Keystrokes are valuable especially if you live in the command line, and thankfully Bash (Terminal’s default command-line interpreter) allows you to create shortcuts using aliases.
Aliases are nothing more than keyboard shortcuts or abbreviations, and although they’re a bit limited, they’re great for simple commands.
Let’s create a temporary alias in the command line for
ls -al (list all files in long listing format in the current directory). Open Terminal and run the following command:
alias ll="ls -al"
Note: There should be no spaces before or after the equal sign. Spaces will break the command.
Now if you type
ll in the command line, you should see something like the following:
-rw------- 1 user staff 6927 Feb 12 12:51 .bash_history -rw-r--r-- 1 user staff 2787 Jan 3 20:16 .bash_profile -rw-r--r-- 1 user staff 58 Apr 8 2014 .bashrc drwxr-xr-x 5 user staff 170 Jul 21 2014 .composer drwxr-xr-x 5 user staff 170 Dec 4 2013 .config drwxr-xr-x 3 user staff 102 Nov 4 2013 .gem -rw-r--r-- 1 user staff 811 Feb 2 15:31 .gitconfig drwxr-xr-x 5 user staff 170 Apr 8 2014 .go drwxr-xr-x 687 user staff 23358 Feb 3 19:37 .npm
To remove the alias, use the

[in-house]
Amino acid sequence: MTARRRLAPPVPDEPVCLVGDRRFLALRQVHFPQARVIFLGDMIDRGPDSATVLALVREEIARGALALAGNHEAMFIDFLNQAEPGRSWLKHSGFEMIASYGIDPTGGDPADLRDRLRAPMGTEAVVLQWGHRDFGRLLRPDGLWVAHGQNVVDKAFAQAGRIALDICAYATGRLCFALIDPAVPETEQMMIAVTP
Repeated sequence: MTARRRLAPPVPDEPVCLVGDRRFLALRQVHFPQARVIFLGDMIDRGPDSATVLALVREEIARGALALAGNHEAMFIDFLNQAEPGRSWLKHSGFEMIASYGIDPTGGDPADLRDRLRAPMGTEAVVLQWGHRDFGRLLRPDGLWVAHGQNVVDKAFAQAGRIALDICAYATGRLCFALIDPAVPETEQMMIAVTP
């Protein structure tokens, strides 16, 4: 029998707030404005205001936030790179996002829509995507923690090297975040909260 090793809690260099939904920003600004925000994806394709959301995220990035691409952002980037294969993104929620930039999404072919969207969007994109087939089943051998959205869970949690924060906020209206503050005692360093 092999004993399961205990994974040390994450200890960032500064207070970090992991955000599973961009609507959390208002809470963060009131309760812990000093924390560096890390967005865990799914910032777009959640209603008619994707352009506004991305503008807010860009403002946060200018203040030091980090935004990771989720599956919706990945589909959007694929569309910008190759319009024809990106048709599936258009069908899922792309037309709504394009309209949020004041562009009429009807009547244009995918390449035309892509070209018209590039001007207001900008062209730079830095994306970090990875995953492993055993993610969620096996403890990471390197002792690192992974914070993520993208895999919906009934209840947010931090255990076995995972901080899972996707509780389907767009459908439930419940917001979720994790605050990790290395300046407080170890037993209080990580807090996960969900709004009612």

To see a list of all your aliases, use the
The problem with setting an alias in the command line is that it’s not permanent—if you open a new window or restart Terminal, the alias is gone.
To make aliases permanent, we have to set them in a file that’s read when you open Terminal. Some common ones are
~/.bash_profile. For this example, let’s use
From the command line, open to edit the file by running the following:
(You can also open and edit it with your code editor, i.e.
Add the following lines either at the bottom of the file or wherever you’d like:
# ------- # Aliases # ------- alias ll="ls -al"
Save and close the file. Now if you restart Terminal, the alias
ll will be available to you. You can also tell Terminal to reload the
~/.bash_profile file using the
Here are a handful of aliases that you may find useful.
# ------- # Aliases # ------- alias clr="clear" # Clear your terminal screen alias flush="sudo discoveryutil udnsflushcaches" # Flush DNS (Yosemite) alias flush="killall -HUP mDNSResponder" # Flush DNS (Mavericks, Mountain Lion, Lion) alias flush="dscacheutil -flushcache" # Flush DNS (Snow Leopard, Leopard) alias ip="curl icanhazip.com" # Your public IP address alias ll="ls -al" # List all files in current directory in long list format alias ldir="ls -al | grep ^d" # List all directories in current directory in long list format alias o="open ." # Open the current directory in Finder alias ut="uptime" # Computer uptime
If you use Git in the command-line, I also wrote a post on Git Command-Line Shortcuts, which includes my personal set of Git Bash aliases and functions.